A SHEPHERD’S STORY – LUKE 2:1-20

It was just an ordinary night. The stars bright pinpoints of light in the dark sky. Tiny sparks shooting up from the campfire then dissolving into the darkness. The wood-smoke drifting around in the breeze. Now and then we could hear the odd cough of a sheep, but apart from that the hills were silent.

 We were relaxing after a long day with the sheep. Having a good old yarn like we usually did before we dropped off to sleep. We always enjoyed telling stories, you see. There was quite a bit of rivalry among us. We all wanted to think that our story was the best - the most frightening, the most adventurous, the most unbelievable. You know how it is.

But that night ... That night, something happened that eclipsed all of our stories. It made them all seem weak and insignificant. Hardly worth telling. And it happened to all of us. After that night, instead of telling our stories, we could only talk about that story.

All of a sudden, the darkness of that night changed to brilliant light. The stars became invisible, the campfire nothing at all. They were overpowered, totally hidden, by the intense brightness. And us? Well, we were downright scared to death. We were dead certain it was the end of us. We might be only shepherds, but even we knew enough of the Scripture to know that this brilliant, blazing radiance had something to do with God. That’s how it is – God and light always go together. And even we knew that no sinner can survive an encounter with God. So, in that instant, when the whole night filled with light, we totally panicked.

Then the angel spoke. And the very first thing he said was ‘Do not be afraid!’

Do not be afraid.

It seemed, at that moment, a ridiculous, thoughtless thing to say. How could we not be afraid when the glory of God was shining all around us? How could we not be afraid when we, sinners that we are, were in the presence of the holy God? It did not occur to us, at that moment, that there was anything that could save us.

Then, above the pounding of our hearts, we heard the angel’s words: ‘I bring you good news of great joy’ ... ‘Today ... a Saviour has been born ...’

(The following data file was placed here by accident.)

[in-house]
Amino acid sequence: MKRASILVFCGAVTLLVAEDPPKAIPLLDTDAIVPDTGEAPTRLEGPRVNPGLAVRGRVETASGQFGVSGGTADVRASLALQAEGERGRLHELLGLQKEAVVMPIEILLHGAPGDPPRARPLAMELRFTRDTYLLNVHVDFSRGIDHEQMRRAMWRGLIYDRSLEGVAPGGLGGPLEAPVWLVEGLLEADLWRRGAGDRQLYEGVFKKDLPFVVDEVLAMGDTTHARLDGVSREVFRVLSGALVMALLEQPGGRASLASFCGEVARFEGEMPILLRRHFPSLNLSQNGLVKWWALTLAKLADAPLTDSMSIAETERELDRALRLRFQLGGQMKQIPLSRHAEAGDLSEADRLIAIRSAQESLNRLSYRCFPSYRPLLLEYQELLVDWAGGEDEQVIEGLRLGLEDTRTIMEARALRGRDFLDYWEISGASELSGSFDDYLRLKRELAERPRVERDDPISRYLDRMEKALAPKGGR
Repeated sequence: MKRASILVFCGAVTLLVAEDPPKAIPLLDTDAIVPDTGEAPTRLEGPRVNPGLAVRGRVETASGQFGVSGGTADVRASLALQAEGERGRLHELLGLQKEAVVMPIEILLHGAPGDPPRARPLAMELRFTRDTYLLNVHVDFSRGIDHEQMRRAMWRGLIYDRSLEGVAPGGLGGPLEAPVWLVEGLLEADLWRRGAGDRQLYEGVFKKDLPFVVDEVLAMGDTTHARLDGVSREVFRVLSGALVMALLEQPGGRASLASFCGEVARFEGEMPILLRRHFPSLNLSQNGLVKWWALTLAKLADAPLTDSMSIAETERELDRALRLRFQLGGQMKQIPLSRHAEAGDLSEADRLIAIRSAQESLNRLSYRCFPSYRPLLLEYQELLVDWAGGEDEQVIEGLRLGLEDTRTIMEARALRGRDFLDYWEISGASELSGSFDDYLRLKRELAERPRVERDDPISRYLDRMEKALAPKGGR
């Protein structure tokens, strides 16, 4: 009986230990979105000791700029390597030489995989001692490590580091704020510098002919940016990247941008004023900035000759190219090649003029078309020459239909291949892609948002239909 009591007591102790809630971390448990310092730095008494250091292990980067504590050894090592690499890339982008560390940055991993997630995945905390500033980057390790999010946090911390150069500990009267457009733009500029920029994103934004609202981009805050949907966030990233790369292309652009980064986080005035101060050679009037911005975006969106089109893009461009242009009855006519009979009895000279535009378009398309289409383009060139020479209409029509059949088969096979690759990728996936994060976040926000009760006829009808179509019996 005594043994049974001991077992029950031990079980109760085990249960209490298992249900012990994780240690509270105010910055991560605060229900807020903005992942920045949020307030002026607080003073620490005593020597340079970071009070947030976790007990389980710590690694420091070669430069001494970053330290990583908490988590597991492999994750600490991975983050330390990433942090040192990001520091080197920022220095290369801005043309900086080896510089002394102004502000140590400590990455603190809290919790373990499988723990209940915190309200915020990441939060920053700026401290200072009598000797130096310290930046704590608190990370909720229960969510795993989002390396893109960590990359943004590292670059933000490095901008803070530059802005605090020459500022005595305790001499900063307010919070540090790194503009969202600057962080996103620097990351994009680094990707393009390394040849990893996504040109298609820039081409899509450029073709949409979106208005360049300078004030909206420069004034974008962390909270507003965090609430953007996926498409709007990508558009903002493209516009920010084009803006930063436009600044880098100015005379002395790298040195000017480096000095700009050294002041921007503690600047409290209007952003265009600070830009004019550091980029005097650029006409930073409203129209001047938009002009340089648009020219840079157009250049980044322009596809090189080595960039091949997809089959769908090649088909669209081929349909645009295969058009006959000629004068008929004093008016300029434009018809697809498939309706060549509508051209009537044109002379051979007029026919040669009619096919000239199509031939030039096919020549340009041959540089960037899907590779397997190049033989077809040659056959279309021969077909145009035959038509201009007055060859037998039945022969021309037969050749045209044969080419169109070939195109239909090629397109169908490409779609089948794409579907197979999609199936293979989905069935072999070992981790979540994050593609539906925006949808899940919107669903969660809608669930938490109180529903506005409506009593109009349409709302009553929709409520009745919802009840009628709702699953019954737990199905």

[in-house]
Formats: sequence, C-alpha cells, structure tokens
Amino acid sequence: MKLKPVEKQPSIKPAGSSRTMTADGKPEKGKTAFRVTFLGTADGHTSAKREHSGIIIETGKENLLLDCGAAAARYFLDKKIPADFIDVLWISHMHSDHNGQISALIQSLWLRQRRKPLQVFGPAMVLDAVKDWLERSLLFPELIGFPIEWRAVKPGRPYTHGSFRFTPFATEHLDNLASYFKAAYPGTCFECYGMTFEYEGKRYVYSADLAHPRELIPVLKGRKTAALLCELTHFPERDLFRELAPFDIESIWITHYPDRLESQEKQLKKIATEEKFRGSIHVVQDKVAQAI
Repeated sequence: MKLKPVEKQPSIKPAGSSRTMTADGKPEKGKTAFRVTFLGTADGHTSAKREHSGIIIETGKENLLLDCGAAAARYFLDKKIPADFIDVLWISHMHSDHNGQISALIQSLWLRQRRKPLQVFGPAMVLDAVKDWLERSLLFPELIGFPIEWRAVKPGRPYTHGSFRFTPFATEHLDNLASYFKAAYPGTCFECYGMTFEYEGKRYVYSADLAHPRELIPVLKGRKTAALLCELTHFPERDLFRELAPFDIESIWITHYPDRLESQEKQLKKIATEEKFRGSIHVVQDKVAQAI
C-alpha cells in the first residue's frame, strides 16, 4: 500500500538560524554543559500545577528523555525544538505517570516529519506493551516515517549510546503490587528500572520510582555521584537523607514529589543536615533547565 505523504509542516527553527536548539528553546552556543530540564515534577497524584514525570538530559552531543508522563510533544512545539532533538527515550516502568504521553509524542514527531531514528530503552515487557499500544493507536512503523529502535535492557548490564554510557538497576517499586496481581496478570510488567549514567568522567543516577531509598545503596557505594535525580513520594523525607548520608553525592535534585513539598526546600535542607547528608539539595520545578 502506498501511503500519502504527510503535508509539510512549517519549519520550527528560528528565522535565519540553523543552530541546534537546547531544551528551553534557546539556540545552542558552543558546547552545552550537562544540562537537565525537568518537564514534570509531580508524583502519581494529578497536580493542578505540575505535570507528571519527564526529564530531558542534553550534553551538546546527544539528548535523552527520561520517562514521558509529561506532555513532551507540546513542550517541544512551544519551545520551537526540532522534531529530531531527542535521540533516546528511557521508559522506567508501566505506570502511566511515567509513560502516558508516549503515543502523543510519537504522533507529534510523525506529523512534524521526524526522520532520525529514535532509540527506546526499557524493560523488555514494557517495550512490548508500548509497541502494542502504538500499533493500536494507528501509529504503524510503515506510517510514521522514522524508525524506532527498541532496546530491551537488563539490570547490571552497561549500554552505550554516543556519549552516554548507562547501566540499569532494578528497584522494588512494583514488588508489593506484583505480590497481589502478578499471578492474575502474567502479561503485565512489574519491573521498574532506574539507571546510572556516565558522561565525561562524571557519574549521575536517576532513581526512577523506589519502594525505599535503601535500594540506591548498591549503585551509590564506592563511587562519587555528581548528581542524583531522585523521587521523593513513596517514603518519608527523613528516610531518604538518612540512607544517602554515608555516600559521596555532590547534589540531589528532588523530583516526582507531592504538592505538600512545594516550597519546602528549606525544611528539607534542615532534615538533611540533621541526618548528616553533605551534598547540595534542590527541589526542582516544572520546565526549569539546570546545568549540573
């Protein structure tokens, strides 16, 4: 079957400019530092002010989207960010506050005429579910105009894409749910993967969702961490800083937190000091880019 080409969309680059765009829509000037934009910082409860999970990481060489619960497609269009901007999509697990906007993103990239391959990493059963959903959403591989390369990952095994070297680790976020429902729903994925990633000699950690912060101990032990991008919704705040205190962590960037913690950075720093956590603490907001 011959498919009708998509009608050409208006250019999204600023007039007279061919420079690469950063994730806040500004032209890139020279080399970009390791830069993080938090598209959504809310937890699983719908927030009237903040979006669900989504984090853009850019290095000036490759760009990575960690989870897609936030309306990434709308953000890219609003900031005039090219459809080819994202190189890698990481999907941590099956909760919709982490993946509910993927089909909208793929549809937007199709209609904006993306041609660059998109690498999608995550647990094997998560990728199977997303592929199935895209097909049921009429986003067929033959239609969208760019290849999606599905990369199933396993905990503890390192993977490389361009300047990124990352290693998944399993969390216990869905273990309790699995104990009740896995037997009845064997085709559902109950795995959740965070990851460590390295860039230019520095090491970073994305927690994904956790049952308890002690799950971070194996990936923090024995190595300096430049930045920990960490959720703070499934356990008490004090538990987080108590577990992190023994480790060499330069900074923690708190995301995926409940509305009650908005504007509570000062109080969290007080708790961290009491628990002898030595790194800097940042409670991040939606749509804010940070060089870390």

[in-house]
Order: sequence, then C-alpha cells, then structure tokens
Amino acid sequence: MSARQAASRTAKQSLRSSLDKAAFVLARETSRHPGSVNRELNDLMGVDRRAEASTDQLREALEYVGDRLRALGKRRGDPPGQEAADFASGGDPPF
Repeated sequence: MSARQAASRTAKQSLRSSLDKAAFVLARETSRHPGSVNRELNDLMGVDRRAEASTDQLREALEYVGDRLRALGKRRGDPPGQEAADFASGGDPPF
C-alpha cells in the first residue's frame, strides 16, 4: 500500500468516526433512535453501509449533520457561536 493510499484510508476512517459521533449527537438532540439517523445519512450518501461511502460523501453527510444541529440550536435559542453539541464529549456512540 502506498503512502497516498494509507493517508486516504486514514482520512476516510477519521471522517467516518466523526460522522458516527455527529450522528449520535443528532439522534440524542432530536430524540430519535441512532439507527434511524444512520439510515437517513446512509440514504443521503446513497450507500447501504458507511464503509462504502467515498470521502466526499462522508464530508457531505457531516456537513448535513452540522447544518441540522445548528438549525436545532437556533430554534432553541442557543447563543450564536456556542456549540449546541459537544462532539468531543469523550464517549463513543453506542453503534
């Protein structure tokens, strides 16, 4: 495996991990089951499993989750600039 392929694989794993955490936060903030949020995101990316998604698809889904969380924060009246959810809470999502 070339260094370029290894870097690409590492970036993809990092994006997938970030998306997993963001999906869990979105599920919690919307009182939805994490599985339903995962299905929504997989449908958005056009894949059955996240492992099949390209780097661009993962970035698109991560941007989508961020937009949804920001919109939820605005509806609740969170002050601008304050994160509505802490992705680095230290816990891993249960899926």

There we were, trapped in our sin and our fear, wanting to run, wanting to hide, but with nowhere to run to, nowhere to hide from this all-encompassing light, nowhere to escape from this omnipresent God, this all-knowing God, this holy God.

But these words of the angel – strong, confident, compassionate words – arrested us.

Good news. Faced with the reality of our sin and its dire judgement, we certainly needed good news. But how could there be any good news for us?

Great joy. Filled with overwhelming fear, trembling in sheer panic, we certainly would welcome joy, any joy at all. But what could possibly remove our valid fear and replace it with joy? We were sinners. God is holy. Joy in his presence was impossible, and we knew it.

A Saviour has been born today. That’s what we needed, a Saviour. But it sounded too good to be true. And you know the saying – if it sounds too good to be true it is too good to be true. We’d been disappointed too often in life to believe such a promise.

The angel must have understood our despair and disbelief. To convince us that what he said was true, he gave us a sign: that we would find this new-born Saviour wrapped in cloths and lying in a manger. Now we know that mothers don’t usually put their new-borns in mangers, so that certainly would be a powerful sign.

But before we had time to think that through, suddenly the whole sky was filled with angels. Singing. Never before or after had we heard such singing. Singing about the glory of God. Singing about peace between God and humans.

Then the night returned to normal – stars in the dark sky, the firelight flickering away, the smoke drifting around, and now and then the cough of a sheep.

But it wasn’t normal. Nothing would ever again be ‘normal’. Not in our hearts and minds. You see, we went to Bethlehem and checked it out. And it was just as the angel had said: a new-born baby in a manger.

The Saviour.

Our fear and despair vanished. Peace flooded our minds and joy filled our hearts. If that angel choir had returned we would have stood up and joined them singing praises to God. I don’t think we could ever sing like they sang, but one thing I do know is this: their joy and their praise could never be as great as ours! They have never known the difference between fear of God and peace with God. But we do. Because of this Saviour.

© Rosemary Bardsley 2018